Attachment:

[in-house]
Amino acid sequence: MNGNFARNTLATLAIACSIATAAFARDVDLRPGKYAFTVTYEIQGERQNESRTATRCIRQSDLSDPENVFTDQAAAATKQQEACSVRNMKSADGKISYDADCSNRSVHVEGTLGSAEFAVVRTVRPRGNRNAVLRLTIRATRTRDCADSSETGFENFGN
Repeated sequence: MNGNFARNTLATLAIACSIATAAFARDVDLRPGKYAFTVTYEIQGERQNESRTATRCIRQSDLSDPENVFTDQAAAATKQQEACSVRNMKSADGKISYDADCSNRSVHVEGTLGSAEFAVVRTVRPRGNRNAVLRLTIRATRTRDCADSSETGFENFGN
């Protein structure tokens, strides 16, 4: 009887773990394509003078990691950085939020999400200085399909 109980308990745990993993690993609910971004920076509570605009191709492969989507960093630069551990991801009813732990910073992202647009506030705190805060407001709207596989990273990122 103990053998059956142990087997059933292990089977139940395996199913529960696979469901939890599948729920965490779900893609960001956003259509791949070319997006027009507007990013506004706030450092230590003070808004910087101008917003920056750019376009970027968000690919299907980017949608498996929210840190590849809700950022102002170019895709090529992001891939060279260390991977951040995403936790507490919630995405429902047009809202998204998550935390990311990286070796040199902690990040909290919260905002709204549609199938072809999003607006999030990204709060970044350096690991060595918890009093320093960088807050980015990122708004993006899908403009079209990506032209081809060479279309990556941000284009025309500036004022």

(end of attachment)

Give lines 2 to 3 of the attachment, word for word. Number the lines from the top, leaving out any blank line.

Amino acid sequence: MNGNFARNTLATLAIACSIATAAFARDVDLRPGKYAFTVTYEIQGERQNESRTATRCIRQSDLSDPENVFTDQAAAATKQQEACSVRNMKSADGKISYDADCSNRSVHVEGTLGSAEFAVVRTVRPRGNRNAVLRLTIRATRTRDCADSSETGFENFGN
Repeated sequence: MNGNFARNTLATLAIACSIATAAFARDVDLRPGKYAFTVTYEIQGERQNESRTATRCIRQSDLSDPENVFTDQAAAATKQQEACSVRNMKSADGKISYDADCSNRSVHVEGTLGSAEFAVVRTVRPRGNRNAVLRLTIRATRTRDCADSSETGFENFGN